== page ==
Movers and SHAKERS
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Should ARKK Invest Apply a Little More Caution?
Individual fund managers come in as many different risk types as there are types of highway drivers. Some will try to get where they are going as fast as possible, even if this risks everything, and others will always drive cautiously slow. Others change their driving based on perceived conditions at the time. ARK Invest was reportedly founded by Cathie Wood after she regularly disagreed with her former employer over her lack of caution. Her boss at Alliance Bernstein recently told the Financial Times that “her biggest blind spot is managing risk and volatility.” In fairness to them both, there are two ways to run managed funds, the first is to always stay fully invested in your advertised style and let those that enter and exit change their exposure based on their own risk tolerence, and the second is to occasionally take your foot off the accelerated if there appears to be the potential to crash. Like the little old lady from pasadena, Cathie Wood can’t take her foot off the accelerator.
A couple of months ago, Ms.Wood was the keynote speaker at an investment conference in South Florida. Her company's flagship fund (ARK Innovation) was down about 50%, and some of her better-known aggressive positions in future-looking tech companies like Coinbase and Robinhood had been proving themselves to be disappointments. Despite ARKKs huge fall-off in performance, she was greeted with the kind of awe and adoration bestowed on rock stars. At the event, she doubled down on her support for her holdings. Wood had previously been forecasting that ARK Invest funds would deliver annualized returns of 15%; in April, from the podium, she told investors, “Now we think 50 percent.”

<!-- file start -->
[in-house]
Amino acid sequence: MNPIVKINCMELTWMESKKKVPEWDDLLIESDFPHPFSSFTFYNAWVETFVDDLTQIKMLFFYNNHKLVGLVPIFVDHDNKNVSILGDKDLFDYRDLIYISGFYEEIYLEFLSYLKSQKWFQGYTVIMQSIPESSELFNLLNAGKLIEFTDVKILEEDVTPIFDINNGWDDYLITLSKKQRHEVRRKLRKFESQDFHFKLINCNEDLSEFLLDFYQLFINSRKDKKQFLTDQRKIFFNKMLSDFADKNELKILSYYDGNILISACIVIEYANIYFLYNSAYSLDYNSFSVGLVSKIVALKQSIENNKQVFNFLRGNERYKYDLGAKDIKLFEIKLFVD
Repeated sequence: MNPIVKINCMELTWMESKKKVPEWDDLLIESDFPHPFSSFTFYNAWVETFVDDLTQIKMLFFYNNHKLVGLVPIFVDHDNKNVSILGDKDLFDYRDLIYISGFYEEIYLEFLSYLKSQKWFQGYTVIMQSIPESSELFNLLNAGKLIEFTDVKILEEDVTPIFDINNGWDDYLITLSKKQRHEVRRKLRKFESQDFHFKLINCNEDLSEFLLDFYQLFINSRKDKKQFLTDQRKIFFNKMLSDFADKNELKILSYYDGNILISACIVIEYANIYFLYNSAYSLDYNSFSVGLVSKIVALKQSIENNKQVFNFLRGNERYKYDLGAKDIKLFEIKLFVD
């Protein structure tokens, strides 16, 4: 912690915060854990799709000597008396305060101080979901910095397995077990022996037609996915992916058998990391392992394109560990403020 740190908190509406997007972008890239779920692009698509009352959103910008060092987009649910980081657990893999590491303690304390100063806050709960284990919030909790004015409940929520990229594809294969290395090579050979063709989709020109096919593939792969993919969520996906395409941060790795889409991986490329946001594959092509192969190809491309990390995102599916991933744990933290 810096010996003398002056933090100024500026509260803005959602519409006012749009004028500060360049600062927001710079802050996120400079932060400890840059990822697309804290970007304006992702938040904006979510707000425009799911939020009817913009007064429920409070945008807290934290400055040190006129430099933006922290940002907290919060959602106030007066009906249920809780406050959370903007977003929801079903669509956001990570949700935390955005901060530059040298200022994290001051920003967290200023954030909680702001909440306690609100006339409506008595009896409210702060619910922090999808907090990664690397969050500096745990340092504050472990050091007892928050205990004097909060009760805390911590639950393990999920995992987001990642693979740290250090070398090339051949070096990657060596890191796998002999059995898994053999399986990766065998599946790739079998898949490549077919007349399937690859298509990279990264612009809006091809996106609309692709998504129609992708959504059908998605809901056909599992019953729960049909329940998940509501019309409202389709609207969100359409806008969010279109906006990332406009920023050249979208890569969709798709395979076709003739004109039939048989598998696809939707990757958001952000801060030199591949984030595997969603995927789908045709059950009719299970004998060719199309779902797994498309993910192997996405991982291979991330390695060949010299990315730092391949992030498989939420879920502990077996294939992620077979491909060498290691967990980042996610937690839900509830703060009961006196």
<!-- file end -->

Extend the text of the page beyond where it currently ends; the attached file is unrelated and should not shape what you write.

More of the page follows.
If you get in the car with a driver that insists on driving 110 mph regardless of the road conditions, you may get to where you’re going faster than driving with anyone else, you may also not ever make it.
Since her prediction of a 50% return by year’s-end, ARK Innovation is down another 34 percent.
The firm still has substantial assets under management (AUM), more than $16 billion. Her aggressive optimism and success, especially during the pandemic, had caused her AUM to have once grown to $60 billion. Almost all of her funds are full speed ahead in the riskiest investments on the market, including cryptocurrency and other new tech. Last fall, she put a $500,000 price target on bitcoin, a few months later, as bitcoin’s price sank, she raised her forecast to $1 million. In fairness, she could still be right, but her funds have lost ground over those that have been more cautious.
Wood still keeps her head down and continues pushing through any adversity, be it criticism or a market sell-off, as though she believes she’s fighting a righteous battle. “Truth will win out,” she repeatedly said on her firm’s monthly webinar in May.
For individual and even institutional investors, when investing in a fund, it’s important to recognize if driving responsibility is on you, or on the manager. That is to say, don’t count on the manager taking risk off in volatile markets, or putting risk on during bullish conditions. There are funds that hold completely true to their style and funds that try to create the best performance within the guidelines of their prospectus. The managed funds at ARK Invest would seem to be all in, all the time.
The benefit of placing money in a managed fund is you have a professional fund manager. One of the benefits of being active in selecting individual stock positions yourself is you can refine your portfolio more toward your own risk tolerance and adjusted it at any time.
If you do place some of your funds with an asset manager, make sure you know what you’re buying. There are people who have watched the stock market take off only to realize their manager had been maxed out in cash and missed the move, and others that presume that their portfolio manager knew when the market was stormy and sidelined some riskier positions. It’s your money, know the driver, or be the driver.
Managing Editor, Channelchek
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